Many of our lawyers live in rural communities and so it is no surprise that we have vast practical experience acting for farmers and landowners in a wide range of agricultural transactions.

We offer prompt and practical advice to guide you through your transaction. If you have an agricultural query please contact any of our offices and they will put you in touch with one of our team or simply click below to submit an e-mail enquiry.

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What we do.

There are many issues which must be considered when purchasing agricultural land and farms which require specialist knowledge and experience which many conveyancers don’t have. These may include:

  • Sales including machinery and livestock.
  • Sporting rights.
  • Holdover rights to allow the seller access to the land after completion where crops are not included in a sale.
  • Early access rights for buyers who need to start working the land before completion.
  • Private water supplies, water abstraction licences and private drainage issues.
  • Wayleaves for cables, pylons and pipelines and apportionment of sums due under such agreements.
  • Dealing with charges over assets included in the sale.
  • Environmental issues.
  • Rights of agricultural tenants either on termination of their tenancy or where the tenant is to remain in occupation following the sale.
  • Rights of employees and the duty to inform and where necessary consult with any employees who will transfer to the new owner under the TUPE regulations.
  • Grants and obligations under agri-environmental scheme, woodland grant scheme etc.
  • Quota transfers.
  • Transfer of entitlements and apportionments of any payments.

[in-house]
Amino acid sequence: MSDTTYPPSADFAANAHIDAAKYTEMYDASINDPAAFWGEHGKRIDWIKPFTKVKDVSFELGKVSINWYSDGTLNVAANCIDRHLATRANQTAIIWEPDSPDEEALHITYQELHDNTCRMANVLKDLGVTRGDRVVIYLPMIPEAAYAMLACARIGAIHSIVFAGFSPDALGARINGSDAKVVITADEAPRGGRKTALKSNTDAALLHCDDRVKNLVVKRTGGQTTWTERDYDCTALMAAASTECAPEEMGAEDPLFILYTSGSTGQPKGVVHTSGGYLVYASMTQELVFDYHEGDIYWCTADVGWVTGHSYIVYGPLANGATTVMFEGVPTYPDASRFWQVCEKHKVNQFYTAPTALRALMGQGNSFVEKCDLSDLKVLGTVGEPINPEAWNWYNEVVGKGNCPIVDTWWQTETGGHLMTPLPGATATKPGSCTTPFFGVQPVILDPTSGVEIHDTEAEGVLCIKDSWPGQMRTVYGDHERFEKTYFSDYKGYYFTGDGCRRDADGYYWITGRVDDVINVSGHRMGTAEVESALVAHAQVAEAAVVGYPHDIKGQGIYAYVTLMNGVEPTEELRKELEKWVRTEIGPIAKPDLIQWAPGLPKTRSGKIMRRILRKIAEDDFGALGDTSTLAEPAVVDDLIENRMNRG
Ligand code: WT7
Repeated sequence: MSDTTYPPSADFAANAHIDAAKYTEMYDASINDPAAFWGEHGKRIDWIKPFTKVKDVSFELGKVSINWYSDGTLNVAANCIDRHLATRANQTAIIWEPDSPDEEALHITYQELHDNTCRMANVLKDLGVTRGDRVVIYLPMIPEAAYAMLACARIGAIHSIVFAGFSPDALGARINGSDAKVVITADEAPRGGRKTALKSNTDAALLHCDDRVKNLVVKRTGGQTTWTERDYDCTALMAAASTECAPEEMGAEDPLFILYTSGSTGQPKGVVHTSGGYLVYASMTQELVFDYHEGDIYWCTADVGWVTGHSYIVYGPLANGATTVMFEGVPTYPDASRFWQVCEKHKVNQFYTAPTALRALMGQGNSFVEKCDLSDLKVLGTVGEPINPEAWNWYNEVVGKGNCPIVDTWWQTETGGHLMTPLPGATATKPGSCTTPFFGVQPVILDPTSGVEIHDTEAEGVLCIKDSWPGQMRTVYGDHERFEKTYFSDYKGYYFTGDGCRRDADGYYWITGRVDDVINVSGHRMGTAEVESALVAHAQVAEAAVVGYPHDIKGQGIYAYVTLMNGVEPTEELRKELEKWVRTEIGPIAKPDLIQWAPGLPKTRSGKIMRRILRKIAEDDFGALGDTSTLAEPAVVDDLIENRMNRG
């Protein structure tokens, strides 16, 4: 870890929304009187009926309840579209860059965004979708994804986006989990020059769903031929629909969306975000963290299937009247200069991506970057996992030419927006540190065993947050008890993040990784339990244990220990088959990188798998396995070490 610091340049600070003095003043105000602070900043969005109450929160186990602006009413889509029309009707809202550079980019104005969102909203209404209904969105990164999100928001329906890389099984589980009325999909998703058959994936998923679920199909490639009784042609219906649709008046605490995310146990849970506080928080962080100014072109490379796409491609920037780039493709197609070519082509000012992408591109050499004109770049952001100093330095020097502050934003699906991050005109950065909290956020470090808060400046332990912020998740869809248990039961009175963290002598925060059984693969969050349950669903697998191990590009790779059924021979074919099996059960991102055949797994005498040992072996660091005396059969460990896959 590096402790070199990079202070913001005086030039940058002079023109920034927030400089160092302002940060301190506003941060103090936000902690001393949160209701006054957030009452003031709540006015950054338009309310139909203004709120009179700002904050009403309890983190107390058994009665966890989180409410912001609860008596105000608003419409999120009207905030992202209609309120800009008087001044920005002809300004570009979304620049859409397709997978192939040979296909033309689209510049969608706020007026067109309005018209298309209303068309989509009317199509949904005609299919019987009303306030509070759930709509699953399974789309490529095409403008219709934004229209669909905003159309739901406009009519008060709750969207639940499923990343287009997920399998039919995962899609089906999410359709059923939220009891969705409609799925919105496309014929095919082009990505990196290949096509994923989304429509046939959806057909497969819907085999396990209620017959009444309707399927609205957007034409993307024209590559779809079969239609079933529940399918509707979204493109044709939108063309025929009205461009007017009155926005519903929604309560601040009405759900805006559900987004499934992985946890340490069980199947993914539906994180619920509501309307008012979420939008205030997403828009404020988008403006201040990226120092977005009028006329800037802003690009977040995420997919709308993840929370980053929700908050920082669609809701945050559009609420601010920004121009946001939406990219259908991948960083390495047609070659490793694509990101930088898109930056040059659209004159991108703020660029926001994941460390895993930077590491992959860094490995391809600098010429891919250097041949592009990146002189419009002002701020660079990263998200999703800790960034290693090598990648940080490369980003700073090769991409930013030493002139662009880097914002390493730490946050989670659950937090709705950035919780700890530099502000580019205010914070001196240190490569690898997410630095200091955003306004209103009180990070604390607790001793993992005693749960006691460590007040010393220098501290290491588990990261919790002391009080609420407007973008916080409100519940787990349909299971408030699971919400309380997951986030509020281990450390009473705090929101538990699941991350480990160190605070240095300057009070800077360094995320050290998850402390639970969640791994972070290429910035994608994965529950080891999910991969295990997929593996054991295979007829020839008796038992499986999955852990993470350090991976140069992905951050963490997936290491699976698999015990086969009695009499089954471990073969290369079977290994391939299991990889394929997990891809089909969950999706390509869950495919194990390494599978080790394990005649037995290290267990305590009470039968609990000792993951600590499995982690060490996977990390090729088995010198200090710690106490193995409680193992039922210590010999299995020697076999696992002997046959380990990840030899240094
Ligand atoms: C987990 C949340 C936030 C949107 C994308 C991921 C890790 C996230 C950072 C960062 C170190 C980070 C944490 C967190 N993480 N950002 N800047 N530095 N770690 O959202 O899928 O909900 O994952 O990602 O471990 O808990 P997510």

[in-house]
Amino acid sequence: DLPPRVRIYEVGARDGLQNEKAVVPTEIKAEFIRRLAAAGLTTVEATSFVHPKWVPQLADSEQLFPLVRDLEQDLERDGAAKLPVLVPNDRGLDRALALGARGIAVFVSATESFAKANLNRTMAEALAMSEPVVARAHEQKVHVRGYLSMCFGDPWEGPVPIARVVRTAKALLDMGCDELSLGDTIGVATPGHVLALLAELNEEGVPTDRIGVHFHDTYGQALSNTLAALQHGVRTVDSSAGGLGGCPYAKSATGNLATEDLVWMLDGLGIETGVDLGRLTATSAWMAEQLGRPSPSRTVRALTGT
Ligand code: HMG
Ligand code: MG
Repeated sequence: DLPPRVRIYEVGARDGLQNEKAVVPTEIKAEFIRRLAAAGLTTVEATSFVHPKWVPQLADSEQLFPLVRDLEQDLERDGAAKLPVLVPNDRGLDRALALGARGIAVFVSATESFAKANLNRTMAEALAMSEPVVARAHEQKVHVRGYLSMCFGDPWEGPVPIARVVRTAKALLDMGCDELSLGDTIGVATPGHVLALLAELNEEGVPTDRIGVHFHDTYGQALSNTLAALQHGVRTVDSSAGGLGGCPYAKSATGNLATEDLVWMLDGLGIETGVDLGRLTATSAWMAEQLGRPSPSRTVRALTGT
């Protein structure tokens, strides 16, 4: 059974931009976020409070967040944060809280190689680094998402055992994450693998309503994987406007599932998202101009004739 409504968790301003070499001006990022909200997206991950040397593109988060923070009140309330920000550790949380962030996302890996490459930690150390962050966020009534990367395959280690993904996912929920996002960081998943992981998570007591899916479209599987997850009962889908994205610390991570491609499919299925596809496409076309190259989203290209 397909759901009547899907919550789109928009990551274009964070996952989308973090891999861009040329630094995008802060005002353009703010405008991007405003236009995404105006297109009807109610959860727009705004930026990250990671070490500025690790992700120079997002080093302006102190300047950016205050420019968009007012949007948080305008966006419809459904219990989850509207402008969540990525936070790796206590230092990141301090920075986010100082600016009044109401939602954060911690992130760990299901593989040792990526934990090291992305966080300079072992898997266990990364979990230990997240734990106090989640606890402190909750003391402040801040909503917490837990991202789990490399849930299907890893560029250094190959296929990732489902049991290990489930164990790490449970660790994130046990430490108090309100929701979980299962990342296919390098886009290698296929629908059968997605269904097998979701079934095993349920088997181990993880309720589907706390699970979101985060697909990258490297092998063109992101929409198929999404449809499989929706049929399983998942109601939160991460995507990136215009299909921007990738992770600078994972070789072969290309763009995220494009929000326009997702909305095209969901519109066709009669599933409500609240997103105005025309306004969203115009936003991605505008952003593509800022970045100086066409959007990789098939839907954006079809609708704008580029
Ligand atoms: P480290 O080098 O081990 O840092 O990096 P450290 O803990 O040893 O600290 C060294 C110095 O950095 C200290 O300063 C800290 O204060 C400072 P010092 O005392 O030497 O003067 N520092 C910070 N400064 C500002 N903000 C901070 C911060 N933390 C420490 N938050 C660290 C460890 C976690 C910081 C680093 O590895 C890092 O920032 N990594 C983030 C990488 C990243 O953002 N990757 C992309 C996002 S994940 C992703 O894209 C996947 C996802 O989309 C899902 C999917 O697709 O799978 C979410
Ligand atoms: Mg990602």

Our team is experienced in dealing with issues which are unique to the agricultural sector.

The Partnership is by far the most common business structure adopted by farming businesses and, with a properly considered and drafted Partnership Agreement, can offer a good balance between certainty and flexibility.

Sadly, many farming partnerships do not have an up-to-date partnership agreement and, in the absence of any agreement, a farming partnership will be governed by the Partnership Act 1890. The basic provisions set out in this act are almost certainly insufficient for a modern farming partnership and could lead to highly undesirable outcomes particularly from a tax perspective.

No partnership agreement is straightforward, but there are a number of factors unique to farming businesses which make farming partnerships all the more challenging.

The key benefit of a limited company is that is limits the liability of its owners (unlike with the traditional partnership in which the partners are personally liable). This enables you to protect your personal assets from many of the usual business risks.

Companies have their own legal identity meaning they can enter into contracts, buy and sell goods or property, sue and be sued.

They also provide flexibility of ownership in that shares can easily be bought and sold.

If opting for the limited company route, it is important to put in place a shareholder's agreement and have properly drafted articles of association. The articles of association set out the powers of the company, whereas the shareholder's agreement is a contract governing the relationship between the owners and, in this respect, the shareholder's agreement will deal with many of the issues that a partnership agreement would deal with in a traditional farming partnership.

Share farming is where two or more parties share the input costs and revenue between them whilst maintaining separate businesses. Neither party receives a guaranteed income.

All revenue is split according to the value of the inputs provided by each party.